Originally Posted by Raghar
Then bench it and show the results. I wrote a small Java program just for testing HT, so you have chance to use it. Don't forget to vary RAM speed, because I still don't have numbers on how RAM latency changes the behavior.
It works up to 12 cores. There are instructions http://www.overclock.net/t/1392721/a-small-benchmark-request
From what I seen HT gains are negligible, and considering Tablets and other small platforms are watt limited, the increased power consumption isn't worthy.
Intel reintroduced HT with Nehalem precisely because it added 2%+ of overall performance for every 1% of increase in power consumption, in there tests.
The extra threads don't use any extra power if they aren't in use (indeed, they are parked by default on most consumer OSes), and they should not be used in the minority of scenarios where they do not improve performance or performance per watt.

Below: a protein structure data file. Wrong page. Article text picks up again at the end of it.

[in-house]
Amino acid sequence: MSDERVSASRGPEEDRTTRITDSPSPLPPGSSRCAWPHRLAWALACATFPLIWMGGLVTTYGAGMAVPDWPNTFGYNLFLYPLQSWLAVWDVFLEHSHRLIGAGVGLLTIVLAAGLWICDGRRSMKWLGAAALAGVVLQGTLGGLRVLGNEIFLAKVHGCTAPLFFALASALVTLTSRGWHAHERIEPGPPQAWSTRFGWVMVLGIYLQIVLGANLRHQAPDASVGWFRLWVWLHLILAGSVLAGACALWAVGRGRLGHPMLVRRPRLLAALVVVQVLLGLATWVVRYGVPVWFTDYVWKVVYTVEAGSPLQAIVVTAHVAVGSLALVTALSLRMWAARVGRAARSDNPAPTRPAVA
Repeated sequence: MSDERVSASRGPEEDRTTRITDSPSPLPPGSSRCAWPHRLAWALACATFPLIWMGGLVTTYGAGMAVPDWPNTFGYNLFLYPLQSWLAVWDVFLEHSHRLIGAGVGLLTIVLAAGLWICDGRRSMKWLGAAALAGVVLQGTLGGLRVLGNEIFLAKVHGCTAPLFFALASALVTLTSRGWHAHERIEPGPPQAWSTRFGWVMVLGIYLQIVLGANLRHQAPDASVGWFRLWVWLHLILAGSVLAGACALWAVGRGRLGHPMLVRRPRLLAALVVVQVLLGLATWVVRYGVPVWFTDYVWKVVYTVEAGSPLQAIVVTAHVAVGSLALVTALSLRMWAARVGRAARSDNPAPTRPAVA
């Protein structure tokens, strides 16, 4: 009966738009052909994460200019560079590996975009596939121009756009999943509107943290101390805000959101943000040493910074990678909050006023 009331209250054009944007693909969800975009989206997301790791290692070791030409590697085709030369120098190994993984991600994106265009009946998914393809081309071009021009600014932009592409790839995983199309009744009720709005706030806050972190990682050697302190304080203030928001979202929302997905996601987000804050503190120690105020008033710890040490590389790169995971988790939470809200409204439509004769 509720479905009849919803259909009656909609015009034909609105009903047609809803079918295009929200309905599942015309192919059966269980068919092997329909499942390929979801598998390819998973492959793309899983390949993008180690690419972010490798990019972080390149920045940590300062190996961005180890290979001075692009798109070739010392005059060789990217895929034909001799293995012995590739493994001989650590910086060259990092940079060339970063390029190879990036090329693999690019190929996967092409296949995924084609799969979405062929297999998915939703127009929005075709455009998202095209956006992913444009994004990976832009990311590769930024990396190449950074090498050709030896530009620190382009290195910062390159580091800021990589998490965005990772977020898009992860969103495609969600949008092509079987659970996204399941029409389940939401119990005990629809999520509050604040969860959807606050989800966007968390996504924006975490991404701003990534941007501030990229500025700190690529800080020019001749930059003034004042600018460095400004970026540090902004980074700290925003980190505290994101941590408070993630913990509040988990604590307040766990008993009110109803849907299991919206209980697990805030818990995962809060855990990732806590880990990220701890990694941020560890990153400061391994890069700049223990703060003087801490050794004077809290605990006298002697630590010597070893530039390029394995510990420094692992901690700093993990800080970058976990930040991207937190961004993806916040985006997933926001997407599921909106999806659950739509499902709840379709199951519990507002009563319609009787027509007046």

I'm not able to run your benchmark (possibly because I use JRE6, not 7, since the only things I need Java for stop working correctly with 7), but I do know that threaded memory benchmarks bear almost no resemblance to most real-world workloads.
I am able to test a number of real world programs, and these programs tend to bear out the idea that HT generally helps performance per watt in any scenario you'd want it to be used for in the first place.Edit:
I just did a couple of tests, and on my primary signature system, in Blender I see an ~18% increase in performance with HT for a ~14% increase in power consumption (CPU only measured via the part's ammeter though HWmonitor, which is fairly close to what I see on a clamp ammeter on the EPS12v connector). In 7-zip, I see more than a 38% increase in performance for only 18.3% more power. With TrueCrypt 7.1's AES encryption HT gives me 29% more performance for only 11% more power.
Still doing more tests.Edited by Blameless - 9/9/13 at 8:00am